Oil slides on demand fears, gold struggles, bitcoin tanks on potential double-spend story

Crude vulnerable to Chinese demand

Crude prices can’t shake off rising concerns that the demand outlook might get a big short-term hit if China experiences a debilitating wave of new coronavirus cases.  COVID vaccine distributions remain a scramble as states can’t wait for the federal government to get vaccine supplies in order.  Michigan and New York have reached out to Pfizer for additional doses and until vaccines are distributed smoothly the recent surge in oil prices should be capped.

Energy traders are also patiently waiting until tomorrow for the EIA crude oil inventory report.  Yesterday, the API data showed a surprise rise in stockpiles of 2.56 million barrels last week, which could signal the first build since early December if the EIA report confirms it.  Expectations are for EIA to show crude oil inventories fell 1.7 million barrels, a smaller than the 3.25 million draw seen last week.

WTI crude seems poised to hover slightly above the USD50 level unless we see more lockdowns emerge out of Asia.

Gold falls on strong US data

Gold appears to need deteriorating economic data to continue its climb higher.  Gold prices turned negative after impressive housing starts data, the Philly Fed outlook rose to its best level since the beginning of the pandemic, and as initial jobless claims remain elevated.  It seems gold traders focused on the Philly Fed business outlook, which had so much optimism that it dampened prospects that the Biden administration will not need to do more after lawmakers deliver the next round of stimulus.

Gold is also losing some momentum as some moderate Republicans throw some cold water on President Biden’s proposed USD1.9 trillion COVID stimulus plan.  A lengthy debate over what is an acceptable figure of stimulus will likely see some Republicans posturing for a much lower relief plan.  Stimulus will happen; the uncertainty of how much and when it will get wrapped up might disrupt bullish calls for gold in the short-term.

Gold still remains attractive but that could change if prices can’t rally as the dollar continues to weaken.  Gold should see strong support ahead of the USD1,950 level.

Bitcoin takes a dive

One of the big problems for bitcoin is that there is not a head of bitcoin that can address any structural issues with their technology, unless Satoshi Nakamoto, presumed creator of bitcoin, comes out in the open.  Bitcoin prices tumbled around 10% last night after BitMex Research reported a potential double-spend transaction valued at around USD21.  This is not the first double-transaction that has raised alarms for the crypto-space but serves as a reminder as transactions grow and systems are updated, vulnerabilities to double-spend will happen.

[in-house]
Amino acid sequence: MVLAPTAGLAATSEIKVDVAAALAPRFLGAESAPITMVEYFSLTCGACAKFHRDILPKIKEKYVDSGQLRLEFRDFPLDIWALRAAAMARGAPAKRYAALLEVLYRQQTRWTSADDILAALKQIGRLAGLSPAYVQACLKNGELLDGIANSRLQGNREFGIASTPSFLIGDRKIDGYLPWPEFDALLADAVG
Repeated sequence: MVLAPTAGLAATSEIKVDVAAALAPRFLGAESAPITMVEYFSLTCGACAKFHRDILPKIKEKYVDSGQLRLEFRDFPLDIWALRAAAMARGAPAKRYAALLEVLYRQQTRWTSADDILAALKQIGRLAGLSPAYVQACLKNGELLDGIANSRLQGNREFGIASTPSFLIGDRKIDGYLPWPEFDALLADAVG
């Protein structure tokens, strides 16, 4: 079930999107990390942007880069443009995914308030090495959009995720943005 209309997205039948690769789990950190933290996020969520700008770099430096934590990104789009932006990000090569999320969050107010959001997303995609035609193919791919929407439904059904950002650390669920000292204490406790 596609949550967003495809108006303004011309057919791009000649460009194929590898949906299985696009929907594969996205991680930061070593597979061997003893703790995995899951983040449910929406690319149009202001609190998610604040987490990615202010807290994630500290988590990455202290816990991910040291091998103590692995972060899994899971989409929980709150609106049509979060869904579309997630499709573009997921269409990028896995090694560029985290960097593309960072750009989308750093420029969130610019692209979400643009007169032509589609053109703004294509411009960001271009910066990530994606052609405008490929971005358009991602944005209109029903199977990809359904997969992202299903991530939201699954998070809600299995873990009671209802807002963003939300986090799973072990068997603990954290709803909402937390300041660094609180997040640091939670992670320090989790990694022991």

While today’s selloff is significant, it is not a crash, as one of the saving graces for the cryptoverse is that blockchain requires more than one confirmation, possibly six for a transaction being secured.  Some bitcoin-related services require three confirmations blocks to release funds, but what happened overnight seemed to be a one-block bug.  Confidence in cryptos will take a hit, but it seems an infiltration on the blockchain did not happen.

This article is for general information purposes only. It is not investment advice or a solution to buy or sell securities. Opinions are the authors; not necessarily that of OANDA Corporation or any of its affiliates, subsidiaries, officers or directors. Leveraged trading is high risk and not suitable for all. You could lose all of your deposited funds.

Ed Moya

Ed Moya

Senior Market Analyst, The Americas at OANDA
With more than 20 years’ trading experience, Ed Moya is a senior market analyst with OANDA, producing up-to-the-minute intermarket analysis, coverage of geopolitical events, central bank policies and market reaction to corporate news. His particular expertise lies across a wide range of asset classes including FX, commodities, fixed income, stocks and cryptocurrencies. Over the course of his career, Ed has worked with some of the leading forex brokerages, research teams and news departments on Wall Street including Global Forex Trading, FX Solutions and Trading Advantage. Most recently he worked with TradeTheNews.com, where he provided market analysis on economic data and corporate news. Based in New York, Ed is a regular guest on several major financial television networks including CNBC, Bloomberg TV, Yahoo! Finance Live, Fox Business and Sky TV. His views are trusted by the world’s most renowned global newswires including Reuters, Bloomberg and the Associated Press, and he is regularly quoted in leading publications such as MSN, MarketWatch, Forbes, Breitbart, The New York Times and The Wall Street Journal. Ed holds a BA in Economics from Rutgers University.
Ed Moya